I recently got a Gmail account. For some reason, you have to be invited to get one, so I should take a moment and thank Victor Ozols for getting me in the club. The “By Invitation Only” aspect adds an air of faux exclusivity to it, and I have to confess that it encouraged me to usse the account more than I would have otherwise. I also like that it adopts the best features of Instant Messaging into its interface, making back and forth conversations of short emails easier to manage.
But what’s truly creepy about it is the column of targeted ads that accompany your emails. Automated programs comb through the text of your emails looking for key word matches, and then they generate a list of ads suggested by the conversations you are having. It’s extremely unsettling how pertinent these can be, at times they are like a shadow commentary on the substance of your life. At times, these ads seem to cut right through to the essence of your conversation, offering you a direct way to take action on the things you are otherwise merely blathering about. YOu might be talking about seeing movies, and in the column will be an ad inviting you to buy the tickets. You might be talking about the status of your relationship, and there in the margin are a list of self-help books and seminars on how to improve your love life. The talk you are having with your email correspondant is probably nice and all, but the real substance of what’s being said is in those ads, which allow you to vote with your dollar and exercise your chief American right, to express preferences through purchases. The ads are a commentary on your conversation, a kind of Occam’s razor analysis drawing a direct link from your personal issues to the way society would like to see them addressed — these ads allow for instant transformation of the personal into the socially relevant. They show you immediately how our consumer society understands your deepest personal desires and dilemmas.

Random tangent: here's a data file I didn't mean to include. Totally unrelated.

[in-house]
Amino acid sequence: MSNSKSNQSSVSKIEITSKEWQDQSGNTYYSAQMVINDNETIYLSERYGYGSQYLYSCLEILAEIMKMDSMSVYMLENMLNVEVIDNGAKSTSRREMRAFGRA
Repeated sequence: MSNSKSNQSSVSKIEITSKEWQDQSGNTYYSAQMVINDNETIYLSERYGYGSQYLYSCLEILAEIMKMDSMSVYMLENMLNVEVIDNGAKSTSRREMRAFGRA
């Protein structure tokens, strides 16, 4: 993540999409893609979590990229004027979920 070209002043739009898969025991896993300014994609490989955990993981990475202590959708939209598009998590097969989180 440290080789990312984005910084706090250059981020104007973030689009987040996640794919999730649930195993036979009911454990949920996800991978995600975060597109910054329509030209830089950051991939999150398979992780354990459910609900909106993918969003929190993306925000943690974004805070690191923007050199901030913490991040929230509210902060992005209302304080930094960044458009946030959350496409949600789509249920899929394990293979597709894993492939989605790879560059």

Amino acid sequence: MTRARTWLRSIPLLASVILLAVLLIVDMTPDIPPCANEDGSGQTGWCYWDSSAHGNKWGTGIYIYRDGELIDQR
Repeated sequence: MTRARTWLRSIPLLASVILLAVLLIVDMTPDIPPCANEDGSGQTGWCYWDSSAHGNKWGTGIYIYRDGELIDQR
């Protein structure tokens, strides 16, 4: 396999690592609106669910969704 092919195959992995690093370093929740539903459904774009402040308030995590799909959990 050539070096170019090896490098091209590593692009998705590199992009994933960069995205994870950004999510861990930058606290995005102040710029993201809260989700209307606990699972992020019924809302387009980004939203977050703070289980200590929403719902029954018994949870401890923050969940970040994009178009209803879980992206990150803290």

Perhaps future email exchanges might be conducted entirely through the medium of those ads — just copy and paste them in to show how the world of commerce has parsed your thoughts into what purchases are appropriate, the only meaningful actions to whatever you are discussing.
But already its altered the way I write emails. I find myself throwing in arbitrary references to Chairman Mao or venereal disease or chess openings to try to affect the ad content my correspondants will receive on the other side. I can imagine this could be quite a fun game for those in the Gmail club to play.